In an increasingly complex battle among the branches of the federal government, the Solicitor General recently urged the Supreme Court to deny certiorari in the appeal titled Township of Mount Holly, New Jersey v. Mt. Holly Gardens Citizens in Action, Inc., et al., No. 11-1507.
For those who wondered how the Consumer Financial Protection Bureau (the “Bureau”) would seek to convert portions of the global foreclosure settlement into federal law, last Friday’s proposed servicing rules provide an answer.
By: Holly K. Towle
In 2010 we reported on the “Wave of Online Banking Fraud Targeting Businesses” that use online banking relationships to make electronic fund transfers by wire or ACH
Must a consumer suffer actual harm to sue the settlement service providers involved in his or her real estate mortgage transaction for engaging in activities that violate the Real Estate Settlement Procedures Act (RESPA), or is the mere allegation of a statutory violation sufficient to get the consumer into court?
By: Phoebe S. Winder
In a long-anticipated decision, the Massachusetts Supreme Judicial Court (“SJC”) ruled in Eaton v. Federal National Mortgage Ass’n, 2012 WL 2349008 (June 22, 2012) (“Eaton”) that when conducting a non-judicial foreclosure in Massachusetts, a foreclosing entity must not only hold the mortgage – it also must hold the note or be authorized to act on behalf of the note holder.
The Department of Justice recently announced a $21 million settlement with SunTrust Mortgage over allegations that SunTrust’s neutral and non-discriminatory policy of granting loan originators discretionary pricing authority somehow resulted in loans to minority borrowers to be priced higher than loans to White borrowers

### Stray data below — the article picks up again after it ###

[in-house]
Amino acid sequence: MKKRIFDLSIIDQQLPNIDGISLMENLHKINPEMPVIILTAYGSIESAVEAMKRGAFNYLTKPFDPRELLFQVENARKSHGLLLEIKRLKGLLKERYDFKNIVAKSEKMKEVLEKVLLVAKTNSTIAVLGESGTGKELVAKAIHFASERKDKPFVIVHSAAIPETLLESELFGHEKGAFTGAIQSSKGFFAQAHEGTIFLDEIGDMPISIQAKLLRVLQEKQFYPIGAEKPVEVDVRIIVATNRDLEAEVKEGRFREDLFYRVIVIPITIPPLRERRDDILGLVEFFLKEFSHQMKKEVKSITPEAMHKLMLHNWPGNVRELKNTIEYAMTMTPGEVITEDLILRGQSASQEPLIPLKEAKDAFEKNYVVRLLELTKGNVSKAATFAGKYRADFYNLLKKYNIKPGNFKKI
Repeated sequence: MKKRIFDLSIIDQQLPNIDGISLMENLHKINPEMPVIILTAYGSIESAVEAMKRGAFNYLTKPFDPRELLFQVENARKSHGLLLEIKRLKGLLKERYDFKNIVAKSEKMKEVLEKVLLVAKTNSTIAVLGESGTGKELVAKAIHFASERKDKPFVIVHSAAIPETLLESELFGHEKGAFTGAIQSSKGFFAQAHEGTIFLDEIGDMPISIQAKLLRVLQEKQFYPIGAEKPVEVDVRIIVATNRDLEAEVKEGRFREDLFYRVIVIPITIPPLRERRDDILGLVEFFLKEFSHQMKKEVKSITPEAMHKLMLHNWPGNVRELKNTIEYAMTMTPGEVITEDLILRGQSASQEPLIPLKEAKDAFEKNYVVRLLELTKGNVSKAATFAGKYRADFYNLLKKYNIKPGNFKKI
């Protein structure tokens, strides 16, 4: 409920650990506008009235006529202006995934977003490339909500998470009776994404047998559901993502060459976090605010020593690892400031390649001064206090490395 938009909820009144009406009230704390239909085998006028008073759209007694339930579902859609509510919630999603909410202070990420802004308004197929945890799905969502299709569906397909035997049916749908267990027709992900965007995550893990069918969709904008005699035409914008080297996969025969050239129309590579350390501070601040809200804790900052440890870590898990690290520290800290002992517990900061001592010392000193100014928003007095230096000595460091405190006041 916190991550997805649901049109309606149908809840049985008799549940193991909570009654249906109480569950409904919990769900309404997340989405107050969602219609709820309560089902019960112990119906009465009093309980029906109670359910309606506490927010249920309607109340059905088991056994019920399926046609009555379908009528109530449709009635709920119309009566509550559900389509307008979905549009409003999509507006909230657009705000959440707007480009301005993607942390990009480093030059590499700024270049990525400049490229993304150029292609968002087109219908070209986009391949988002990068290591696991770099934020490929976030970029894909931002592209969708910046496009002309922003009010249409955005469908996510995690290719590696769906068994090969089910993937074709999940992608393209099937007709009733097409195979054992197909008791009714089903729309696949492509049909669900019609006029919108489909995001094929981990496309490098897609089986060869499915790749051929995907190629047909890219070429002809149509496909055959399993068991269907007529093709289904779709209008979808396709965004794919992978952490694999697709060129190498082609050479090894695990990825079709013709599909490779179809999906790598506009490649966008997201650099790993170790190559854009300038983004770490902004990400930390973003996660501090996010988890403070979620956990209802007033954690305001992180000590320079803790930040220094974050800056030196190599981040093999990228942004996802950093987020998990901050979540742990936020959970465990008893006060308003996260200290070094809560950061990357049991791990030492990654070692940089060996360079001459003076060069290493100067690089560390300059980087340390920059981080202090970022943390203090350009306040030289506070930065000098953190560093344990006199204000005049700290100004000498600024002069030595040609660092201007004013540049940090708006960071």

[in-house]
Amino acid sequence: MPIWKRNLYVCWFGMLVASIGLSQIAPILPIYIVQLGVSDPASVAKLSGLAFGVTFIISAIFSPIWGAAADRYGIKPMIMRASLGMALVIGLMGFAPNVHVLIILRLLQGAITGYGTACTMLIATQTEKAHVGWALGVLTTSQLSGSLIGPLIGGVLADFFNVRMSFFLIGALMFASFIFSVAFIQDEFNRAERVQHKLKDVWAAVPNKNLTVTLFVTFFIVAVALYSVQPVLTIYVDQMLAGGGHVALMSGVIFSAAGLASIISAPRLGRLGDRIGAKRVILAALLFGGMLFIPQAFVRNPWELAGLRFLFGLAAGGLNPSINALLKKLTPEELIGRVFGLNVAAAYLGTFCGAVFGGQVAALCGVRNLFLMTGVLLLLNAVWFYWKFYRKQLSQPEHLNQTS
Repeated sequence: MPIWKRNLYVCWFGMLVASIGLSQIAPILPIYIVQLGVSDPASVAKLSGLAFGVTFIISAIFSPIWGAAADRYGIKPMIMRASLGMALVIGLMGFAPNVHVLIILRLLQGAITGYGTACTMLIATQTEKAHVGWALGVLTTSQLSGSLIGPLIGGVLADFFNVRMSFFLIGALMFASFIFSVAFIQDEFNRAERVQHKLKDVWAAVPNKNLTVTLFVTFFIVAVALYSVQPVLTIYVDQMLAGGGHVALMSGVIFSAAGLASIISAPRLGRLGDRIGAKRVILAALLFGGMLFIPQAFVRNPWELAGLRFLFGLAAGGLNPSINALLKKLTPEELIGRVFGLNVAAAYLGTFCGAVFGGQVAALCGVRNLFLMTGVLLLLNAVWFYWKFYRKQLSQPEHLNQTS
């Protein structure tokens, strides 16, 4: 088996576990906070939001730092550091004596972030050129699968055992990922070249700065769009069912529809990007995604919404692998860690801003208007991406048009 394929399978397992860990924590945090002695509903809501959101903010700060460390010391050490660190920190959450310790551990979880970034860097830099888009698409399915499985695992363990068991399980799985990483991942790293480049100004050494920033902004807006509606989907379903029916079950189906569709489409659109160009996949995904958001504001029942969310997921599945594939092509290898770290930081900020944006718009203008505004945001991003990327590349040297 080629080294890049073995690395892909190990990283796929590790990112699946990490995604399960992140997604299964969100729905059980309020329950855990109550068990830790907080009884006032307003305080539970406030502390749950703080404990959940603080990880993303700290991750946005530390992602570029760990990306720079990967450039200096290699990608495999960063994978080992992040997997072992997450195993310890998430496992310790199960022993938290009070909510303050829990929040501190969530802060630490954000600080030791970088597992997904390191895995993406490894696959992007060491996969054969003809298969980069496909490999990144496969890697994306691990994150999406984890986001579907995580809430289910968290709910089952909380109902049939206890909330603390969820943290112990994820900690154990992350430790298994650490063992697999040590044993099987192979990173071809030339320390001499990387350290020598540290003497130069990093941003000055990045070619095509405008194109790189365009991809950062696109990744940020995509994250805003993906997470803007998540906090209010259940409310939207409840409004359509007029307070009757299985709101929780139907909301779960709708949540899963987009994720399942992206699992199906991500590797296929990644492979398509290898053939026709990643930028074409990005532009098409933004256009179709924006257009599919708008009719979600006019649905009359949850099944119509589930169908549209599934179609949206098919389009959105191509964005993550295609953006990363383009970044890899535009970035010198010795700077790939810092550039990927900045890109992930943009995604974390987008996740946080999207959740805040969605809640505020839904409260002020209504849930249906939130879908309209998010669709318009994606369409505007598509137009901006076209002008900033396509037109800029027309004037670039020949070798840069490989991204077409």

By: Holly Spencer Bunting, Phillip L. Schulman
The split in the federal Circuit Courts over the interpretation of Section 8(b) of RESPA has been resolved, and the result is that it takes two to tango for a Section 8(b) violation.
Buried deep in the 40-plus pages of “Servicing Standards” that are part of the recently announced global foreclosure settlement agreement (the “Agreement”) are two bullets on a topic that could impact thousands: tenants’ rights.
At what point is it appropriate after a borrower defaults to initiate foreclosure proceedings? As soon as the borrower defaults?
Given the reported violations of the provisions of the Servicemembers Civil Relief Act (“SCRA”) by some servicers, and the attendant enforcement and civil actions against those servicers, state and federal regulators clearly felt compelled to impose significant SCRA-related requirements on the nation’s five largest residential mortgage loan servicers (the “Servicers”) in the recent global settlement agreements (the “Agreements”) entered into between those regulators and Servicers, described here.
By: Kristie D. Kully
The servicing standards imposed on the five largest mortgage loan servicers by the recent global settlement agreement with state and federal regulators, described here, continue to pile on the “SPOC” requirements.
As scrutiny of default servicing practices provided significant impetus for the recently announced global foreclosure settlement agreement (the “Agreement”), it is no surprise that the Agreement prescribes extensive standards to resolve issues with these practices.
To split an unearned fee or not to split an unearned fee in order to violate the Real Estate Settlement Procedures Act (RESPA) – that is the question.
A Massachusetts federal court recently confirmed MERS’s ability to assign mortgages under Massachusetts law and approved MERS’s practices in doing so.
In Culhane v. Aurora Loan Services, — F. Supp. 2d —-, 2011 WL 5925525 (D. Mass. Nov. 28, 2011), a borrower sued her loan servicer to prevent foreclosure.